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What Catholics In Pennsylvania Think About The Upcoming Election


President Trump is battling COVID even as his reelection campaign continues. One focus is the battleground state of Pennsylvania. Catholic voters in that state are seen by both sides as a key swing group. NPR's Tom Gjelten has been talking to some of those voters about the upcoming election and has this report.

TOM GJELTEN, BYLINE: Murrysville, 20 miles east of Pittsburgh, sure looks like Trump country. There's no missing the Trump Victory Center on Carson Avenue, a huge Trump banner above the door, a big American flag alongside. But Westmoreland County, where Murrysville is located, was for decades solidly Democratic.

MARY TERKA: I was a Democrat until 2004.

GJELTEN: Mary Terka (ph) switched parties for one reason - abortion. If you're not pro-life, she says, you don't make the cut. She says if it hadn't been for abortion, she would have stayed a Democrat.

TERKA: Because I do feel it is better to have both parties represented equally. It got to the point where there were no pro-life Democrats. I thought - you know what? - I'm done. I'm Republican at heart because of that one particular issue.

GJELTEN: And why did that issue stand out above all others?

TERKA: When it comes to matters of morals, my Catholic faith - I'm Catholic right down to my little toes. I really am.

GJELTEN: The official view of the U.S. Catholic bishops is that abortion offends God. And as Republicans and Democrats became entrenched on opposite sides of the issue, Catholics began trending Republican. In the battleground state of Pennsylvania, which Donald Trump won in 2016, about a quarter of the electorate is Catholic. Kevin Hayes co-founded a Catholics for Biden campaign here. He wants to improve on previous Democratic efforts.

KEVIN HAYES: The Clinton campaign did not do as much faith outreach, and they also made the abortion issue more of a divisive one.

GJELTEN: Hayes thinks this year could be different. Joe Biden is himself a Catholic, and his Biden volunteers are encouraging fellow Catholics to move beyond single-issue voting.

HAYES: I'm pro-life. I'm against abortion. But my pro-life beliefs are more than just anti-abortion. I really do believe in kind of conception to death pro-life, and there's a lot of issues that are involved there - a lot of life issues beyond just being born. That's what we're trying to get out to Catholics.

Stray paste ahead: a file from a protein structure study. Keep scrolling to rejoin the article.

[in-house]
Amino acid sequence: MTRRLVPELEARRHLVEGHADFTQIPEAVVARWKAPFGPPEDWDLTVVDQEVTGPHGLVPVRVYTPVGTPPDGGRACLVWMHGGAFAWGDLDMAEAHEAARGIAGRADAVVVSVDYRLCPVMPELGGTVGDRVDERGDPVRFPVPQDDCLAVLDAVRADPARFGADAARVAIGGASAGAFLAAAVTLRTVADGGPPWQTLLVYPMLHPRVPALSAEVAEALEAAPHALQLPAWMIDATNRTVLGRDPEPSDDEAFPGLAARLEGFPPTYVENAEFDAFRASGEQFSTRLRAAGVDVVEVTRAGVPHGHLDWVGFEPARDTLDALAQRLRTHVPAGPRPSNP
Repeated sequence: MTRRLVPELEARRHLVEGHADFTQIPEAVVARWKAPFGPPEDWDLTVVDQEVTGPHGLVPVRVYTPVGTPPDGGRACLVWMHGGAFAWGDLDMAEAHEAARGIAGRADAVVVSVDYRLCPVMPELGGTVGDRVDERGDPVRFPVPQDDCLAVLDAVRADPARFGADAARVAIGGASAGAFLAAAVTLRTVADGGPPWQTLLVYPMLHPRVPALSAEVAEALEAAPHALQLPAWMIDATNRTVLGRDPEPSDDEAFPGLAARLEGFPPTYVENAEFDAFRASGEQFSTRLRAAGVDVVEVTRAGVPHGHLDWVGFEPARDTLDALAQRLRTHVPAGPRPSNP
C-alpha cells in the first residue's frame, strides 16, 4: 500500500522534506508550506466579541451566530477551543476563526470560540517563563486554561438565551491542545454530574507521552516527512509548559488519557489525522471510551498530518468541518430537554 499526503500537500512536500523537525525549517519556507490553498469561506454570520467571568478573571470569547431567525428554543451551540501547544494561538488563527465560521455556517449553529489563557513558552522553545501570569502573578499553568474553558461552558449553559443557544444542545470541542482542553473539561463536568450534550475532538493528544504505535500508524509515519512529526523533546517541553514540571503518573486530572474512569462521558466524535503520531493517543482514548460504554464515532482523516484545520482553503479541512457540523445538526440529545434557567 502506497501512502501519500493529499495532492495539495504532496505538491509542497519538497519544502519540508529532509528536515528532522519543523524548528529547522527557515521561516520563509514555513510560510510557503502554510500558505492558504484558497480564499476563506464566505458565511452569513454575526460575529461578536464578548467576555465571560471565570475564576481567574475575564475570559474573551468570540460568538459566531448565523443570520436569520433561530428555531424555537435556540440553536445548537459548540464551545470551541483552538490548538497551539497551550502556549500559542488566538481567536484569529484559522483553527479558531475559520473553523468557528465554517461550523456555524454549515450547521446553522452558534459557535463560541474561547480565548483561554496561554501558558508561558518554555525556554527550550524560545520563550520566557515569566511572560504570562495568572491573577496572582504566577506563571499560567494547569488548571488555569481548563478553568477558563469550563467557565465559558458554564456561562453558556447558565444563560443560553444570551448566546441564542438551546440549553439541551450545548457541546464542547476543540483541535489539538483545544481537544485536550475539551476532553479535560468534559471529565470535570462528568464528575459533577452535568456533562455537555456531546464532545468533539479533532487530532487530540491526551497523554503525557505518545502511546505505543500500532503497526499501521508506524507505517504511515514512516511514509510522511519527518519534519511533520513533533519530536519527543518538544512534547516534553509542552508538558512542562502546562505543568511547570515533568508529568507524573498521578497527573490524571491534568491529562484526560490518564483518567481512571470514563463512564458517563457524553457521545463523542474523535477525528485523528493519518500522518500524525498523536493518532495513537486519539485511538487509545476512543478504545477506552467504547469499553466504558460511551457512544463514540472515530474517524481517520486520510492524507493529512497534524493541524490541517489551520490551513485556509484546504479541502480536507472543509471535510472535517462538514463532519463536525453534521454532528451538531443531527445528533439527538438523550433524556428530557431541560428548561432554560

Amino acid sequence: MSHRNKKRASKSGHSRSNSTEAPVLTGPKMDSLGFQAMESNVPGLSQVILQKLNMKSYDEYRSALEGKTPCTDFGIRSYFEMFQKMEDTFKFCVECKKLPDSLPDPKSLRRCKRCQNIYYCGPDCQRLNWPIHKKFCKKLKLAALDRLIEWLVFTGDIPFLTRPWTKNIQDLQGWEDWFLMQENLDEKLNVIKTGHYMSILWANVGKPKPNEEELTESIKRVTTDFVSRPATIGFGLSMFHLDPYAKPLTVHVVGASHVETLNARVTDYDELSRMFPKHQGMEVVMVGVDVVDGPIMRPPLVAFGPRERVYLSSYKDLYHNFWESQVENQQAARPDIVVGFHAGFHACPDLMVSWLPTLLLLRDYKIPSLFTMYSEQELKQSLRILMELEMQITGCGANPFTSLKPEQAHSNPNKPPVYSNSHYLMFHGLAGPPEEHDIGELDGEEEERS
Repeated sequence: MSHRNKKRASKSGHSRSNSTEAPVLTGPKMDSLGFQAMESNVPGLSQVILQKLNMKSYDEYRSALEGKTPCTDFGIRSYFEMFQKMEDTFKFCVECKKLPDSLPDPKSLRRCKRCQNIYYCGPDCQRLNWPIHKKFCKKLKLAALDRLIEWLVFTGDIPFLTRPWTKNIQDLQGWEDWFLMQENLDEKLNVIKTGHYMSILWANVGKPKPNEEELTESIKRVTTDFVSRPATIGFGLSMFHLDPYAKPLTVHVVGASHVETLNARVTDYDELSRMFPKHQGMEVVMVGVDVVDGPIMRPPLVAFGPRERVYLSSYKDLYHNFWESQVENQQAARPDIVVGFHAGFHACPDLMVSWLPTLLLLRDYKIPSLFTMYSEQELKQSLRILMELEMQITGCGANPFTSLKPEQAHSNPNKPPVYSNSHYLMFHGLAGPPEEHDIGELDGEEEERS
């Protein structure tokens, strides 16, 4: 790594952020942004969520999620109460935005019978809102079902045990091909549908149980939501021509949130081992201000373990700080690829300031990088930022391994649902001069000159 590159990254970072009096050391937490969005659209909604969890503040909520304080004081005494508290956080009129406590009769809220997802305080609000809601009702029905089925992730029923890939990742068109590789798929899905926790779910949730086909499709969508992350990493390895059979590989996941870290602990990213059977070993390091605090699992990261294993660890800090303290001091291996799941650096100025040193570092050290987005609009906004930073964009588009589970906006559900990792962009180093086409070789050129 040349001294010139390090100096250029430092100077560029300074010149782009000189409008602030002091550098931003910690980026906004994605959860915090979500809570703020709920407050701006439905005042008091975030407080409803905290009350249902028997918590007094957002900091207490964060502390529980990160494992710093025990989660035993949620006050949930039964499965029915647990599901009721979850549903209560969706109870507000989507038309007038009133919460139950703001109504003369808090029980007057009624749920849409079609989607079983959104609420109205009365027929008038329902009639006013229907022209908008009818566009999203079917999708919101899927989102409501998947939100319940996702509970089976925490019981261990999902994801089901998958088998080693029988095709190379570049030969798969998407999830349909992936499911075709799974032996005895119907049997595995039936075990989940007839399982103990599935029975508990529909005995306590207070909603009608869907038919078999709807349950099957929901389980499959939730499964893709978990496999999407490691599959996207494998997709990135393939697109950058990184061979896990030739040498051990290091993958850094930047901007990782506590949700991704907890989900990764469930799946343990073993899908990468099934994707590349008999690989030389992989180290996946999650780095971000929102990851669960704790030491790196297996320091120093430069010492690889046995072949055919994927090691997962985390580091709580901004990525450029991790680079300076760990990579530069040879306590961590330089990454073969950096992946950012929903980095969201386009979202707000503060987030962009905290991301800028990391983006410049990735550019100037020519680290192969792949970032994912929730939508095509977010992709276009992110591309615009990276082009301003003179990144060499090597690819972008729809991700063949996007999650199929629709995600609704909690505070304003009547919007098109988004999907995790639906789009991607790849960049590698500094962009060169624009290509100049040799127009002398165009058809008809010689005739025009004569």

GJELTEN: U.S. bishops say abortion is the preeminent issue for Catholics. But in a document on faithful citizenship, they also highlight economic justice, health care, immigrant rights, racial discrimination and the environment. And they say Catholics should let their consciences dictate their voting in light of all church teachings. Here in Westmoreland County, that resonated with Donna Fisher (ph), especially after she saw some Catholic messages on Facebook.

DONNA FISHER: You are committing a mortal sin if you vote for a Democrat - and then I started seeing posts from the other side to say, no, no, you can form your own conscience. And I don't know that all Catholics know that.

GJELTEN: Fisher wants to hear that message in her own parish.

FISHER: Some people just go in line because they hear that abortion is the main issue so you've got to base your vote on that. So I would really prefer to see a lot more information that, no, you're allowed to look at all the issues and say, this candidate fits better than that candidate, even though that candidate might be closer on this one issue.

GJELTEN: But back at the Trump Victory Center in Murrysville, it's pretty simple.

MICHAEL KORNS: The life issue obviously is No. 1.

GJELTEN: Michael Korns is a former chair of the Republican Party here in Westmoreland County. He's a Catholic who attends Mass weekly.

KORNS: We are definitely trying to talk to Catholic voters who care deeply about issues of life and issues of culture. And there is such a clear distinction between Donald Trump and Joe Biden and the Democrats that it's, I think, difficult for somebody who's a conservative Catholic to ignore that.

GJELTEN: It may come down to how many conservative Catholics there are here. Westmoreland County is 95% white and overwhelmingly Catholic. Trump won the county last time by 31 points. But 2020 is a different year for Catholic voters like Cheryl Tachs (ph).

CHERYL TACHS: I just feel like we have become very toxic these last couple years. And I - I'm really worried about what the next four will bring depending on who is in in power, so to speak.

GJELTEN: Who is in power in America will depend partly on who wins in Pennsylvania, and who wins may depend on how Catholics here will vote.

Tom Gjelten, NPR News. Transcript provided by NPR, Copyright NPR.

Tom Gjelten reports on religion, faith, and belief for NPR News, a beat that encompasses such areas as the changing religious landscape in America, the formation of personal identity, the role of religion in politics, and conflict arising from religious differences. His reporting draws on his many years covering national and international news from posts in Washington and around the world.